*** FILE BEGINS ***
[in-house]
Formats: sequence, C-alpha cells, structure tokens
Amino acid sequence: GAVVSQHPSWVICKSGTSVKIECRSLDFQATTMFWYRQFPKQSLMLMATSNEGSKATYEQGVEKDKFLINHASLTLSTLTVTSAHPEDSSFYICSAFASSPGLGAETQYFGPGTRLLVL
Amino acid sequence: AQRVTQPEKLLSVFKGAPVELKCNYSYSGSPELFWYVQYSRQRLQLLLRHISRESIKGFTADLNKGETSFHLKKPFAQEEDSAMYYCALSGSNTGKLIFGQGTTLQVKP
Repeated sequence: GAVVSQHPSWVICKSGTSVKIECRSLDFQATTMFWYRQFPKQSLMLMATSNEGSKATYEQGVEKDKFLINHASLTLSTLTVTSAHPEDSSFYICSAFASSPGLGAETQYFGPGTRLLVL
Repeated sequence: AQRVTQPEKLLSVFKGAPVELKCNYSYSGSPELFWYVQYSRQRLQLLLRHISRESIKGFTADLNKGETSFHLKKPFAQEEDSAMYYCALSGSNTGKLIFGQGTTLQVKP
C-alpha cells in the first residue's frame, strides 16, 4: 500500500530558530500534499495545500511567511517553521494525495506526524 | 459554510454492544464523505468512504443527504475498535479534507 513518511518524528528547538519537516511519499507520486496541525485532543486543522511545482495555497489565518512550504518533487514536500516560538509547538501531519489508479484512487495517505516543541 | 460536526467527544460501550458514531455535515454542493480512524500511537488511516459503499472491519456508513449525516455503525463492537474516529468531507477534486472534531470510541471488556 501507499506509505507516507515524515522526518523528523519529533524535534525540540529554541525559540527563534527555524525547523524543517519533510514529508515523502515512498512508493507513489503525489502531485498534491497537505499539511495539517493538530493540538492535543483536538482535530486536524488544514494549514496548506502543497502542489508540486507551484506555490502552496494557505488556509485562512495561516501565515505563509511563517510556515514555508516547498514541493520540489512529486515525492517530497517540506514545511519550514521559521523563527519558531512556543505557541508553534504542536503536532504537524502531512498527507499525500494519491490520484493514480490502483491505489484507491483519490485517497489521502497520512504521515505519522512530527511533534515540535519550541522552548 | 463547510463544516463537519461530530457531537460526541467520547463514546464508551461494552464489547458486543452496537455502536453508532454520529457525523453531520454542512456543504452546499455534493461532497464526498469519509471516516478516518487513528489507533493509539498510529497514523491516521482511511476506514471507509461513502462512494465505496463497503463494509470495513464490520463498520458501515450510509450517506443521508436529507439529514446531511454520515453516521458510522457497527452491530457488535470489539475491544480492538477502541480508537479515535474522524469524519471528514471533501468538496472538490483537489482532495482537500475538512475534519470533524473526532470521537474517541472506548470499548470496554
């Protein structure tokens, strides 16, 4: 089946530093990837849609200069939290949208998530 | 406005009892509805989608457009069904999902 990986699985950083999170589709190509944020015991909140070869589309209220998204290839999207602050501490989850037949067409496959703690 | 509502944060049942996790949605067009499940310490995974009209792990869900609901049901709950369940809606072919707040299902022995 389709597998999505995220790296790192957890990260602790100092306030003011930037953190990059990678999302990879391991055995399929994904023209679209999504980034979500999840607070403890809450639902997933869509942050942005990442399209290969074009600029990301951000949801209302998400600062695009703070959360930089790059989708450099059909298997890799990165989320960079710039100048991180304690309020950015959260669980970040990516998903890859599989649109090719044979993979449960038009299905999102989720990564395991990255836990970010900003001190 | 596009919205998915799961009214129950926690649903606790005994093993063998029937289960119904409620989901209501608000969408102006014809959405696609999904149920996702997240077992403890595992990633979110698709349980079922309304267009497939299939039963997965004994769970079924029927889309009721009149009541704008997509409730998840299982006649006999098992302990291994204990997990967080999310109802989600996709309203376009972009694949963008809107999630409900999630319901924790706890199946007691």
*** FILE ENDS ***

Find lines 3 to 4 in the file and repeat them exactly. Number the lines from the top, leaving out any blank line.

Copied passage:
Amino acid sequence: GAVVSQHPSWVICKSGTSVKIECRSLDFQATTMFWYRQFPKQSLMLMATSNEGSKATYEQGVEKDKFLINHASLTLSTLTVTSAHPEDSSFYICSAFASSPGLGAETQYFGPGTRLLVL
Amino acid sequence: AQRVTQPEKLLSVFKGAPVELKCNYSYSGSPELFWYVQYSRQRLQLLLRHISRESIKGFTADLNKGETSFHLKKPFAQEEDSAMYYCALSGSNTGKLIFGQGTTLQVKP